For a band that draws its inspiration from Nintendo games and Disney musicals, that whiles away the hours conjuring recurring jokes about a bandmate’s choice of body spray or opining on what, medically, yellow mucus could mean, Orlando five-piece Baron Von Bear spends an inordinate amount of time pulling out their hair.

At just over a year and a half old, the band makes lighthearted jangle-pop that drips with restlessness, smiling through gritted teeth as it crowds itself into a corner of regret and world-weariness. Their songs bounce relentlessly from genre to genre, and although they’re played with abandon in the hope that the affliction – what singer/keyboardist John Paul Ramos calls “musical ADD” – will be misconstrued as youthful excess of ambition, the styles themselves tell a different story. This isn’t a group of frat rejects playing around with nerdcore then switching it up to post-funk to throw you off and shroud sonic insecurity; Baron Von Bear prefer to interrupt a front-porch Southern Gothic ballad (“Dark Nights,” from their self-titled debut EP) for a congas-and-Spanish-guitar waltz interlude, then close with a horn-fueled fanfare that would better accompany a movie studio’s logo than a love song. You know Baron Von Bear is serious because the source of their good-time romps requires a great deal of homework.

“One thing leads to another,” says Ramos. “Eventually you get something and wonder, ‘How does it fit into this?’”

“The emotions of the song dictate what goes in,” says Joey Bordenga, who shares songwriting, singing and instrumental duties with Ramos. “We start with something and we just modify it constantly, always changing.”

Bordenga founded the band a few years ago in South Jersey with drummer Robert Muir III and guitarist Dan Burton. The three of them moved to Orlando to attend Full Sail University as recording arts students and met Ramos through a MySpace classified ad. (Bassist Craig Muir, Robert’s brother, was convinced to join up later.) The group originally angled themselves as a “nice and pretty emo” band along the lines of Lakeland’s own Copeland – “I was against Copeland from the beginning,” laughs Ramos – but they didn’t want to be saddled with one particular sound. The choice was made not only to allow the story behind a particular song to drive the musical narrative, but to encourage a democratic songwriting process.

“J.P. and Joey, one of them will come up with something that’s sort of put together, then we’ll jam on it,” says Robert Muir. They maintain that the lyric and music for each song was contributed by a different combination of members.

What comes later is, by all accounts, a grueling process of trial and error. Baron Von Bear records every rehearsal and every jam, then spends hours reviewing the tapes. When something clicks, they build a song from the part that works.

“We’ll write something and just throw it out and try to come up with something entirely different from that,” says Ramos. “And then, maybe even that thing will be inspired by the original thing.”

When a set of songs is finally ready to mix, the band goes over the mixes and adds more elements after it’s laid out. Their six-song EP, Baron Von Bear, took a long three months
to mix.

“Me and J.P. were probably the most involved in the mixing,” says Bordenga. “A lot of it was learning how to compromise. We realized that my way isn’t right and neither is `his`.”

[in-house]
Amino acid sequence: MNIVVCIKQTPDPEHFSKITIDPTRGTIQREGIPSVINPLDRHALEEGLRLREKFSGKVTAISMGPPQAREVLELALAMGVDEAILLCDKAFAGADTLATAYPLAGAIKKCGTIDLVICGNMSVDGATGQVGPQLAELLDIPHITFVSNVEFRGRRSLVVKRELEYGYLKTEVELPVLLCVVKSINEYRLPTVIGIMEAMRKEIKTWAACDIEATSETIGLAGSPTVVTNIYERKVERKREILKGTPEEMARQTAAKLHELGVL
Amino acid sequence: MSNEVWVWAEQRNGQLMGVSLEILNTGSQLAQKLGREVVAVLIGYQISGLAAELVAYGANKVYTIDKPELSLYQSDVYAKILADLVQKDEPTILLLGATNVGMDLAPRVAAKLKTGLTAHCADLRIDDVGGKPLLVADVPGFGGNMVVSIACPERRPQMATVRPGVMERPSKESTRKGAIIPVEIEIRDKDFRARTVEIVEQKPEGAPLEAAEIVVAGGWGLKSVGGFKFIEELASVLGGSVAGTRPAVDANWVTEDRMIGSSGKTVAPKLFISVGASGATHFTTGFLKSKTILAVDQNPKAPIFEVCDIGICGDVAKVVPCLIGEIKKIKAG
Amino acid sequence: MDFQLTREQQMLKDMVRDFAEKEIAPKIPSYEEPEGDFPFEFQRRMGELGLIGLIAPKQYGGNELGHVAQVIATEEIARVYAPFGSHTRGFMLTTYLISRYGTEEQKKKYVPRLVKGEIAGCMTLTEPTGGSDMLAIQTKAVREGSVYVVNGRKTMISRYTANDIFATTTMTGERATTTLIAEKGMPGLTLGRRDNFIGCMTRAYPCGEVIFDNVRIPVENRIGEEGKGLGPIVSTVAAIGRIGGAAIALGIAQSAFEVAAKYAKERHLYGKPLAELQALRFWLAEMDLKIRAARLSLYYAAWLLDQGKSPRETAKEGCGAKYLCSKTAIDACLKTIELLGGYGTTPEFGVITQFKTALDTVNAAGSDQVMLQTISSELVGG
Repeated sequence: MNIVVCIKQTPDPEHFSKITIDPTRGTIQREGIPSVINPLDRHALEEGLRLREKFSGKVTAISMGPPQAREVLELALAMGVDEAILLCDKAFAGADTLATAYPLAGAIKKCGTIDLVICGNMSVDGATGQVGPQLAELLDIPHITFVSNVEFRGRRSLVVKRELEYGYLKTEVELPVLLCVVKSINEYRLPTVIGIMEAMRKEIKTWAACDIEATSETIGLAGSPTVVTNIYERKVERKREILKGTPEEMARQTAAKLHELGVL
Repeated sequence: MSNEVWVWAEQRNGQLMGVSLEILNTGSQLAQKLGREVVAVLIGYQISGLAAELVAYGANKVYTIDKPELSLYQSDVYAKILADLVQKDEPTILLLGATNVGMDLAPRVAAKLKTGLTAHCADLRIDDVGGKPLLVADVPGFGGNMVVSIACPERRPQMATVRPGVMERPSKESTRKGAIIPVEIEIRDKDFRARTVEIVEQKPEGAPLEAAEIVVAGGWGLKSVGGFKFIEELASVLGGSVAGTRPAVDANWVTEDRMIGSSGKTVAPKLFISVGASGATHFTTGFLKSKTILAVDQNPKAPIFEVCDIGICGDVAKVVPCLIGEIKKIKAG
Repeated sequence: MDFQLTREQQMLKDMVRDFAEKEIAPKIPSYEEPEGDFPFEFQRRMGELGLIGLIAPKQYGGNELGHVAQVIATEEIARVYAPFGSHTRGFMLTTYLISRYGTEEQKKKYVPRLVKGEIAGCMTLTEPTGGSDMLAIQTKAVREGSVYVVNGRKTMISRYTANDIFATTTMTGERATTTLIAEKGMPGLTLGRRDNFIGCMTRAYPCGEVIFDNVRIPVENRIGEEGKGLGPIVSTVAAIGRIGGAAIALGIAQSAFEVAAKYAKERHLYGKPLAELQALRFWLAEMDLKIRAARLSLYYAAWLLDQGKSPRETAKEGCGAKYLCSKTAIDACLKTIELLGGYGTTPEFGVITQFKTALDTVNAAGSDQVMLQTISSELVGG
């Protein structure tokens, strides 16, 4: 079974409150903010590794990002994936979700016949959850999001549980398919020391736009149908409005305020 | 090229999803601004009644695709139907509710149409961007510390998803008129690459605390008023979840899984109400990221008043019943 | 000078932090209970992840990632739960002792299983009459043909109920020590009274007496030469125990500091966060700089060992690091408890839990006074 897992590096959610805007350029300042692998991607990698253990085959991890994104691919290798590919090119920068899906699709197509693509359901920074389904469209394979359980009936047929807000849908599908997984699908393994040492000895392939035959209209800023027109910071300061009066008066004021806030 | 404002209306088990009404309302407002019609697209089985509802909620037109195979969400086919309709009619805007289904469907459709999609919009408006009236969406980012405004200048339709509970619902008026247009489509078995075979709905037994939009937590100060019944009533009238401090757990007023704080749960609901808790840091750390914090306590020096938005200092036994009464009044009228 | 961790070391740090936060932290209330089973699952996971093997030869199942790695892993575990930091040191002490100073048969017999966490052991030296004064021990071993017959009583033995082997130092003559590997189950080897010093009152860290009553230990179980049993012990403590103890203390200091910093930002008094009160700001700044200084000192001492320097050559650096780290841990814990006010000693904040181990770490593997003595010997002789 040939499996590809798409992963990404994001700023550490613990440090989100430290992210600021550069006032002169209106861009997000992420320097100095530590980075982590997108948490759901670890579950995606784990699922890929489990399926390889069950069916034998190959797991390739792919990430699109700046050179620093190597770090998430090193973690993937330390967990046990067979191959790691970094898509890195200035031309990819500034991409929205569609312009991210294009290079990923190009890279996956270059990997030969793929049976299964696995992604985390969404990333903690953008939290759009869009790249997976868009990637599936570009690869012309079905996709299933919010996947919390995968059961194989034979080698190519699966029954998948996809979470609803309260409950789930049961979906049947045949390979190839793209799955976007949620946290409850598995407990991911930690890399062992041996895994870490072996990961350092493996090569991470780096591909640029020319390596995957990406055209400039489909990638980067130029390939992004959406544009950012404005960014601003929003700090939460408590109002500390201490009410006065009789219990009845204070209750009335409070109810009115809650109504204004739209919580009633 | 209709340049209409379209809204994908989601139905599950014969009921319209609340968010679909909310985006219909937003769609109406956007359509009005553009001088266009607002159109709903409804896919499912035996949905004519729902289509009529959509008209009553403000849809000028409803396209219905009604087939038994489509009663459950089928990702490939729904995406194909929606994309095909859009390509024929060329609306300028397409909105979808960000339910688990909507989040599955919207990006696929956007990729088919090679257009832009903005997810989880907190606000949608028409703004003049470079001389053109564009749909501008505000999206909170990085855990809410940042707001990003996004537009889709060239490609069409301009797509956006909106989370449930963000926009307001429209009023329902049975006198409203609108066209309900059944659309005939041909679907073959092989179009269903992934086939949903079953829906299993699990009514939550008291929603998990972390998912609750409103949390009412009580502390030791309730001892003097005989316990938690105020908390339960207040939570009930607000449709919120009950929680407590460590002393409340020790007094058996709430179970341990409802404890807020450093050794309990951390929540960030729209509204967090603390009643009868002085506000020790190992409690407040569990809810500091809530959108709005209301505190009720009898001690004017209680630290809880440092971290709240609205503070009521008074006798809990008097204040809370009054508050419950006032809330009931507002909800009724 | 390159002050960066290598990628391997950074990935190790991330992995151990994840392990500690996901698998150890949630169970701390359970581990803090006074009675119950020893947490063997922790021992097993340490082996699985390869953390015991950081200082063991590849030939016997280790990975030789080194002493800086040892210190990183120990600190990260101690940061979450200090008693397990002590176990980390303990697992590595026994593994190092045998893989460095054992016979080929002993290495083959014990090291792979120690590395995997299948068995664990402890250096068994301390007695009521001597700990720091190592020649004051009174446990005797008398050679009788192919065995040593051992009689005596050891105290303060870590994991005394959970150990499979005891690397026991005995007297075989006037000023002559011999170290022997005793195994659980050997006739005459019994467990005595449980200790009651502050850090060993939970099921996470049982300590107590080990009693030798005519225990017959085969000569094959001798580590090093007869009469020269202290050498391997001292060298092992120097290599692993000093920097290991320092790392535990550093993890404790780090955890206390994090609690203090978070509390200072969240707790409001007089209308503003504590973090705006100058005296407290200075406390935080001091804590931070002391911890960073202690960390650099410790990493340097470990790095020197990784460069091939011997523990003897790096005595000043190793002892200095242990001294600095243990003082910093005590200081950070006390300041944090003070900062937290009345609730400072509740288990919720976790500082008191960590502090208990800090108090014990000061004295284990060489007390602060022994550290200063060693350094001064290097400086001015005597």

The result of their dedication is an extraordinarily focused outing that lands them squarely in the camp of long-established local indie giants like the Heathens, Mumpsy or BVB’s musical cousins, Band Marino (with whom they will be touring later this month). It’s an assured album and the guys’ sense of excitement permeates every overdramatic moment. On “Drifter of the High Seas,” an old sailor, haunted by nightmares, longs for home. He plainly states, “I’ve seen men who kill for what they want” while in the distance a Luhrmann-style operatic fill emphasizes the horror. Melodies drift into every available opening on “The Hours,” a swinging roots-pop jaunt with a retro giddiness reminiscent of the Chili Peppers’ By the Way.

The band-defining moment, though, is on the happy-go-lucky “Live Off the Land,” an unimposing wanderlust rant in which a city boy wants to throw in the hustle-bustle towel. Until the last minute, it’s a perfectly catchy bubblegum escapade, but then the song shuts down. Bordenga’s high-pitched register comes back softly for a piano refrain. Hints of Queen’s “Bohemian Rhapsody” are heard, but it’s not yet a full-on homage. Then some familiarly toned guitar scales stomp their way in and it’s unmistakably Brian May.

The entire band laughs when it’s brought to their attention. “That was such a last-minute change,” says Craig Muir. “We were like ‘Where did that come from?’”

“I started cracking up,” remembers Ramos. “But we have to do it. A lot of times, things that are corny are the biggest struggle.”

Again and again with Baron Von Bear, the idea of a struggle to do something silly comes up. It’s a dominant trait for 20-somethings – the quarterlife-crisis man-child phenomenon – but, judging from their debut, the group is comfortable with the practiced immaturity they offer.

Says Ramos, “Corny is a fine line.”

Experience the construction of a new Baron Von Bear song, from demo to album, on the BEATdown blog.



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